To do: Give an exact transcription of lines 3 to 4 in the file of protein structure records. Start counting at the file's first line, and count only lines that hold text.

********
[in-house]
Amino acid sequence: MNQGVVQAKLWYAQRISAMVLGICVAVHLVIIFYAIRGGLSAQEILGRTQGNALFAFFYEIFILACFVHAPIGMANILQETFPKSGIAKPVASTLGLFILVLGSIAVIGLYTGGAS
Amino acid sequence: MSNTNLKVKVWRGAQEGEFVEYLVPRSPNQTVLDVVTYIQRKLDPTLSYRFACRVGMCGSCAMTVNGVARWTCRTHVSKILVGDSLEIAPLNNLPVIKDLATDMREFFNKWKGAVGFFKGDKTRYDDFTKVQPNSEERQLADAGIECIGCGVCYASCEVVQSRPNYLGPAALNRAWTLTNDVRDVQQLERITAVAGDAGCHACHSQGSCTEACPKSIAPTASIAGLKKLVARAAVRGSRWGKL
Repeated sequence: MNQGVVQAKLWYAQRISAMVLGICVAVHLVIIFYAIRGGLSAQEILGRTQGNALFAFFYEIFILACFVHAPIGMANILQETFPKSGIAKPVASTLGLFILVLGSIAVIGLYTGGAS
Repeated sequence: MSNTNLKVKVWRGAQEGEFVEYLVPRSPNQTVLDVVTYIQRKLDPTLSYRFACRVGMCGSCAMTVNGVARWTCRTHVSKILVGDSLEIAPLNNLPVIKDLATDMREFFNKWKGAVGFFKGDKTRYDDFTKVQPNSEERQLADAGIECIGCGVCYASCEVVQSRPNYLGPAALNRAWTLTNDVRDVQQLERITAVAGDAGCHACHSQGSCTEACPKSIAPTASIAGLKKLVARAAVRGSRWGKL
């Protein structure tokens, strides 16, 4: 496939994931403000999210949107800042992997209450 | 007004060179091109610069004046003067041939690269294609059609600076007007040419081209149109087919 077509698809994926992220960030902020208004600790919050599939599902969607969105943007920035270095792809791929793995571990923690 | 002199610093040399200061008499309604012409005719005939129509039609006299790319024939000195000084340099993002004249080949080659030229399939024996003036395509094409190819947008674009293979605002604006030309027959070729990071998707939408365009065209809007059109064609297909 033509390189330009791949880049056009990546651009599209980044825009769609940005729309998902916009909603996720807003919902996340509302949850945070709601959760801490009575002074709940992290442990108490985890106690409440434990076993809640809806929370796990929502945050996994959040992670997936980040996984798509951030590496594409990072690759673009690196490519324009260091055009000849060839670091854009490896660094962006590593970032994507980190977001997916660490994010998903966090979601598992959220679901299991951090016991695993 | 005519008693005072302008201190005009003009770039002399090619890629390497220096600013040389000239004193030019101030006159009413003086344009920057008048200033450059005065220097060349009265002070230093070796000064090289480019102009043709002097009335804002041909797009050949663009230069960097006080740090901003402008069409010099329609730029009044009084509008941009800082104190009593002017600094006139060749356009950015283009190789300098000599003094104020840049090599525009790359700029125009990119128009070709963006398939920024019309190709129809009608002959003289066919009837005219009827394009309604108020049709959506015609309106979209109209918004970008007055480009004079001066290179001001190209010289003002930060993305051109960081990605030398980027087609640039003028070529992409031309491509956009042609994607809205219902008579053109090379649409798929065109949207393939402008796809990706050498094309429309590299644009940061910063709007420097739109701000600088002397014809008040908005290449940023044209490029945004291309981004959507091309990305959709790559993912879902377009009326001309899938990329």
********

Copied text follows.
Amino acid sequence: MSNTNLKVKVWRGAQEGEFVEYLVPRSPNQTVLDVVTYIQRKLDPTLSYRFACRVGMCGSCAMTVNGVARWTCRTHVSKILVGDSLEIAPLNNLPVIKDLATDMREFFNKWKGAVGFFKGDKTRYDDFTKVQPNSEERQLADAGIECIGCGVCYASCEVVQSRPNYLGPAALNRAWTLTNDVRDVQQLERITAVAGDAGCHACHSQGSCTEACPKSIAPTASIAGLKKLVARAAVRGSRWGKL
Repeated sequence: MNQGVVQAKLWYAQRISAMVLGICVAVHLVIIFYAIRGGLSAQEILGRTQGNALFAFFYEIFILACFVHAPIGMANILQETFPKSGIAKPVASTLGLFILVLGSIAVIGLYTGGAS